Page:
Twice a year, Building 110 becomes mission control for the nation’s second-largest Splash event. Splash programs are held on campuses across the country and even on one campus in the U.K., and they are all independently run and funded. The idea is simple but ingenious: College students teach what they love to students who want to learn.
Organizing a two-day long program for 1,300 middle and high school students is no easy feat. Building 110 is a whirlwind: Pamphlets are scattered across multiple folding tables pushed together; packets of trail mix and dried mangoes are littered here and there. The administrative team, indicated by their turquoise blue shirts, are all vigorously typing away at computers or yelling orders into walkie-talkies.
But there is, above all, an order to the chaos.
I find Nick Rodriguez ’18 at the end of the table. He’s speaking rapidly into his phone in a clipped, professional tone. He wraps up the message before greeting me. He looks incredibly alert despite the fact that he’s functioning on less than four hours of sleep.
“Did someone not show up?” I ask, regarding the message he left.
He indicates a color-coded version of the Stanford Splash website. “At the start of every hour, we check and see what teachers haven’t checked in for their classes. And if they haven’t checked in yet, we give them a call.”
Nick is the co-director of Stanford Splash, so I ask him if he’s in charge of running the show. “[There are] two presidents and financial officers, as well as teams of admins. Each team has a team share, like teacher logistics, teacher development and student experience.” The teams are in charge of everything from teacher training to recording student satisfaction surveys and teacher reviews.
Friday, the day before Splash starts, is surprisingly the longest day of the weekend for the Splash team. “Friday’s an all-day thing for everybody. Some people have to go to Costco to buy food and drinks from about 9 to 12. We also have a truck that goes to our storage unit at 1, and by the time we unload everything on campus, it’s about 6.” A few of the leaders of Splash, Nick included, stayed to set up finishing touches until 1 a.m. the night before, two hours after the rest of the Splash team left around 11 p.m.
Throughout our conversation, volunteers poke their heads in the doorway with different inquiries: “Where’s teacher check-in?” “We need to pick up the parents from the tour in five minutes.”
Most students at Stanford Splash pay the $40 registration fee, but Nick tells me about the four outreach schools that Stanford Splash helps waive fees for. “They’re schools from minority or lower-income communities that may not have known about Splash or may not have the means to come to Splash otherwise,” he says. Splash organizes tuition waivers and transportation, if necessary, for these students.
After students arrive at 8:30 a.m. the Splash classes run from 10 a.m. to 5 p.m. on both Saturday and Sunday, with lunch breaks. I learn about the efforts Splash has made to reduce food waste as well. “SPOON (Stanford Project on Hunger) is supposed to come and pick up the leftover boxes of pizza today. We also have compost bins all around the lunch area,” says Nick, which reminds him to walkie-talkie to check in on the lunch clean-up. Immediately after, he helps a lost student and reminds another volunteer that Splash t-shirts are for sale for $10.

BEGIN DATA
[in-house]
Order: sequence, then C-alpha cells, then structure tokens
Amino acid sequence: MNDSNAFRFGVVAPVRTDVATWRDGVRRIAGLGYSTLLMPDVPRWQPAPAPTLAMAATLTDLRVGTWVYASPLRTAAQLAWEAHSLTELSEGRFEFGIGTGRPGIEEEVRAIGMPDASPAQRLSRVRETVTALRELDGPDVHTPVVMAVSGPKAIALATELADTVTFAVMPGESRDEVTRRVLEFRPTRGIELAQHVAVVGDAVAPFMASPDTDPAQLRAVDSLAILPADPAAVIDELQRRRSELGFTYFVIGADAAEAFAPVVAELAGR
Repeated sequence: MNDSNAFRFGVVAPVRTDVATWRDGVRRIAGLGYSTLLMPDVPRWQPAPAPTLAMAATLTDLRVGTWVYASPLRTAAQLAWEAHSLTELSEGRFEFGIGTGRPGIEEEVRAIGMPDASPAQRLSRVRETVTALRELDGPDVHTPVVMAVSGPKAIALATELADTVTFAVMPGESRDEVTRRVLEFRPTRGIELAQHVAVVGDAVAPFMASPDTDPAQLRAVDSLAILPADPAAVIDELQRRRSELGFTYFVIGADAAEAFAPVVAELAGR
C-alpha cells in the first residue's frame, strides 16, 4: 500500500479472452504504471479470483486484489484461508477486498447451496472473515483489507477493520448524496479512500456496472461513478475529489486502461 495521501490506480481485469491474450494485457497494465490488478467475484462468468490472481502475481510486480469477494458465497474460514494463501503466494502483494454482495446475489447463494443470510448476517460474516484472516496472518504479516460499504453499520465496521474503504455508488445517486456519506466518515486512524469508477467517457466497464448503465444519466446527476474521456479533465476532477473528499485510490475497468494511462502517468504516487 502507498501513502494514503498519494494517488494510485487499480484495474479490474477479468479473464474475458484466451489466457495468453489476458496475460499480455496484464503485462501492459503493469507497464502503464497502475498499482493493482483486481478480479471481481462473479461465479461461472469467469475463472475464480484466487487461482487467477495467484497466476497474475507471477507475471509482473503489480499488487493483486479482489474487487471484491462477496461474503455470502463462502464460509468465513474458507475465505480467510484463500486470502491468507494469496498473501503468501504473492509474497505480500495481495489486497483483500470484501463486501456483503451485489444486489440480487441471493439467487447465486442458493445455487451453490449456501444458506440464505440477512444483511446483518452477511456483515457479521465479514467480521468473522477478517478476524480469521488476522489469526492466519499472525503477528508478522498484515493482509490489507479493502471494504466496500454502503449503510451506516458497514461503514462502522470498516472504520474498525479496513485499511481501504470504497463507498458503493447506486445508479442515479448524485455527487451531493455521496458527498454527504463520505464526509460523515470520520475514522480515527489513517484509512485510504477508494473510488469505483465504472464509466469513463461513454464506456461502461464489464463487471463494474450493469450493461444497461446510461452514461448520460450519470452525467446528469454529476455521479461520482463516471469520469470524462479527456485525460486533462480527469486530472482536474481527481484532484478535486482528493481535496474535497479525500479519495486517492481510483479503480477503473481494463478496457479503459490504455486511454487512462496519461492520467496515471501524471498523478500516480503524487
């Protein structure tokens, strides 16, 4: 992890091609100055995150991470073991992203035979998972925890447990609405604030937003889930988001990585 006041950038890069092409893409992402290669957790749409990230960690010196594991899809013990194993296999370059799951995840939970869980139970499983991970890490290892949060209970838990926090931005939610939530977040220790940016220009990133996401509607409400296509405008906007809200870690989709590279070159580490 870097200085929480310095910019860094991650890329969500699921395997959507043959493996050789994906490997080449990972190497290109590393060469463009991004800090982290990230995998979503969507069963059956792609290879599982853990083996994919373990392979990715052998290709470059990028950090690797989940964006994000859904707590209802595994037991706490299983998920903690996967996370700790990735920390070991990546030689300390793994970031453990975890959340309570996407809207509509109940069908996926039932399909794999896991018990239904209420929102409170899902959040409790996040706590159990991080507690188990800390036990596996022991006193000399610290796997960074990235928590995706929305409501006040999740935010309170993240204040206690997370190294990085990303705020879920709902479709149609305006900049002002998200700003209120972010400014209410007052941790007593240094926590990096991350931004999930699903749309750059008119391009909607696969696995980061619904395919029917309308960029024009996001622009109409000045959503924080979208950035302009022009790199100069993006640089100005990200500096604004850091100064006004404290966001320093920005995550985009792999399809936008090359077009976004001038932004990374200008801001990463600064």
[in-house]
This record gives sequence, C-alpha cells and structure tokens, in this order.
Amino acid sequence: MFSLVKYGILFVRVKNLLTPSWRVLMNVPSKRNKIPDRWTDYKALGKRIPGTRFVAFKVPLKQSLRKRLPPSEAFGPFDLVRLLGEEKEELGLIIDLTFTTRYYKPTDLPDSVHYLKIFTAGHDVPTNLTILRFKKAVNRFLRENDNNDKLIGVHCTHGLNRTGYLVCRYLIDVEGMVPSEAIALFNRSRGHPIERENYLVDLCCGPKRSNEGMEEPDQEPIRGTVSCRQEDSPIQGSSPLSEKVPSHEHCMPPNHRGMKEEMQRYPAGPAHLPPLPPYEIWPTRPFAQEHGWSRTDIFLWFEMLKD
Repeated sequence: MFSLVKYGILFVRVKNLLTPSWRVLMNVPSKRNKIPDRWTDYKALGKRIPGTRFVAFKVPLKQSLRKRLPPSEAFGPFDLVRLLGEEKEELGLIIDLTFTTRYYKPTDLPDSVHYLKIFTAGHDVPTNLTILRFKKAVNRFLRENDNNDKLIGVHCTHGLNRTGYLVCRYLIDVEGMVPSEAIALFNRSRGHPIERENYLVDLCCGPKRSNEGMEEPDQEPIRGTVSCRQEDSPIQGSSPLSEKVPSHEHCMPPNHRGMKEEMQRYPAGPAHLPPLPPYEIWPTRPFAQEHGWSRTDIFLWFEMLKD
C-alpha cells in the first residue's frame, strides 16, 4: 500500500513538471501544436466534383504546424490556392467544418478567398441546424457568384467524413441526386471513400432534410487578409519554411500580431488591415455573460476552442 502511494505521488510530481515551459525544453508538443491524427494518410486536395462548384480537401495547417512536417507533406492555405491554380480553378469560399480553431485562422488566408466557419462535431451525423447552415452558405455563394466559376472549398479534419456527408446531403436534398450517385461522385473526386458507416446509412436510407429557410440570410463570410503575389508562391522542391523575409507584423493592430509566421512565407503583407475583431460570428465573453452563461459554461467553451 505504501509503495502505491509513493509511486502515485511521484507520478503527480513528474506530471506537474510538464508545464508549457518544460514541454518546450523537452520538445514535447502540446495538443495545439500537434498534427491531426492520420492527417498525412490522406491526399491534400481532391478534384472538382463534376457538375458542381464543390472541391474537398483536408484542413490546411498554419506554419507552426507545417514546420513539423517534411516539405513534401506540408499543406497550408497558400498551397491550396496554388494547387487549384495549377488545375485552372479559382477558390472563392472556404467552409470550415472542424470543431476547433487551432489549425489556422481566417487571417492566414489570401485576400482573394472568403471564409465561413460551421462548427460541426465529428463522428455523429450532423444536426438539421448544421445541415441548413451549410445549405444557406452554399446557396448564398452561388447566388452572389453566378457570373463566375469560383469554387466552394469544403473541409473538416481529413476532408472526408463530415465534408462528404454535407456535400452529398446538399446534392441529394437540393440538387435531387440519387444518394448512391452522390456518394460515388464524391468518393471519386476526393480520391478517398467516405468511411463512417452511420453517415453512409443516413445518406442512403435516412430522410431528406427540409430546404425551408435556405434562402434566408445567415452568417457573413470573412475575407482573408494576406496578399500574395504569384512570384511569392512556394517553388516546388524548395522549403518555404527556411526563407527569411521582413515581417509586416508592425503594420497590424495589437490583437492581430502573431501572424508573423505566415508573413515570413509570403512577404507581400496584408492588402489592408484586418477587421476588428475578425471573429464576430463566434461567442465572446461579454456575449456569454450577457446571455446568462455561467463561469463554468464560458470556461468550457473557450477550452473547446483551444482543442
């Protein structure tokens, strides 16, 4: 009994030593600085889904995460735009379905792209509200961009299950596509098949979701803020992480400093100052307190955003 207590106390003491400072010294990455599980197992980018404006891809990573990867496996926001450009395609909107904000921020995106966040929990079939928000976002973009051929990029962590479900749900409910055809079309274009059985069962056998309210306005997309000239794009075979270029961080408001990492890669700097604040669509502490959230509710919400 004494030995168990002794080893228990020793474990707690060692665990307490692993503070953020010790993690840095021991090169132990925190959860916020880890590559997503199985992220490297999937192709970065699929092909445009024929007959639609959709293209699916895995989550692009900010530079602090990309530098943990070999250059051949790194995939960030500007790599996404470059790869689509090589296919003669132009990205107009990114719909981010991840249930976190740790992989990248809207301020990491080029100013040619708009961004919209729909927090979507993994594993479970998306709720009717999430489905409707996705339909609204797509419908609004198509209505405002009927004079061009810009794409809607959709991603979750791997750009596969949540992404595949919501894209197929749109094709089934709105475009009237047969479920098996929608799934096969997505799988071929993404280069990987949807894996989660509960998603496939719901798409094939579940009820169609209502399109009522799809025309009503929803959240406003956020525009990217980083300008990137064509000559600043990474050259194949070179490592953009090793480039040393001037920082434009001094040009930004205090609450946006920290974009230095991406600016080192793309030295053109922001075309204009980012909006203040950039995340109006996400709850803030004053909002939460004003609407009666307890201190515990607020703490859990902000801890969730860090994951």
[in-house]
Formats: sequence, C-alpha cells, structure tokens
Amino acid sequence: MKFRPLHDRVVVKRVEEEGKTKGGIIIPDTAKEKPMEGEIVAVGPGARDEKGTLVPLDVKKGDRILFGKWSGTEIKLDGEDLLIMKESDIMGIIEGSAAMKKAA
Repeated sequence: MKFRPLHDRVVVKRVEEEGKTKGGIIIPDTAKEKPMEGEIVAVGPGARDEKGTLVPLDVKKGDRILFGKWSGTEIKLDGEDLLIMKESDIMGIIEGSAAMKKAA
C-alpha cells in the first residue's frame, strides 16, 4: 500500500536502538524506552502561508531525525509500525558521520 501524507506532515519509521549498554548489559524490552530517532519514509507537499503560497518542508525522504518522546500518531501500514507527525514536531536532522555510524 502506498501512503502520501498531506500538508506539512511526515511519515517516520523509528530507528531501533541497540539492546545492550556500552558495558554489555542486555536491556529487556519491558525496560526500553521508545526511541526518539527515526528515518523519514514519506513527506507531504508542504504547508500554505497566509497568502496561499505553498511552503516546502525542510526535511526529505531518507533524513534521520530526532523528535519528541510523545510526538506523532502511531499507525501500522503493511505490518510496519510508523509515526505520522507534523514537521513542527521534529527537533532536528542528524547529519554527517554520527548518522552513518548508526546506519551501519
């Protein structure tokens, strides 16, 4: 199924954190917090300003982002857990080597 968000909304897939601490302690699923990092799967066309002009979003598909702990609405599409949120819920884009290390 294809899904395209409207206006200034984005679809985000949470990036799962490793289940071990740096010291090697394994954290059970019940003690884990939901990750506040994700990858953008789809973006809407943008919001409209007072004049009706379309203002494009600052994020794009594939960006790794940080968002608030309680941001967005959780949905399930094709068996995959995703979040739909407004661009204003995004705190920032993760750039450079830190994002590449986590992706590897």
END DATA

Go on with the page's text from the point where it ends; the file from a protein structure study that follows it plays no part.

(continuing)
To me, it seems like the swarm of kids with their parents is enormous, but Nick remarks that Splash is actually smaller this year. With the new limitations on teachers that are not Stanford-affiliated, they haven’t been able to accommodate as many students as years before.
Still, I’m impressed by the scope of the program: 60 to 70 Stanford volunteers, 300 teachers, 25 administrative members and two advisors, Ankita and Rosy, from SAL and Haas. There are even a few “exchange” students from the leadership teams of other Splash programs at UNC, Pomona, Yale, Berkeley and other schools, here to learn about how Stanford Splash is run.
And all this again tomorrow? Nick nods, adding that they also have to clean up and move everything back to the storage unit at the end of Splash.
The phone goes off. A volunteer surreptitiously adds a tally mark to the whiteboard in a column marked with a musical note. There are already three tallies.
I leave Nick to his job and walk out to Main Quad. The Quad looks radically different from its weekday state, with lanyard-sporting preteens trying to find their next class, tired-looking parents waiting for their kids and incongruously, a wedding party. This transformation is a lot like that of the team in Building 110, who on Monday go back to their regular lives as students, but for now are commanders of the largest Splash event on the West Coast.
Contact Samantha Wong at slwong ‘at’ stanford.edu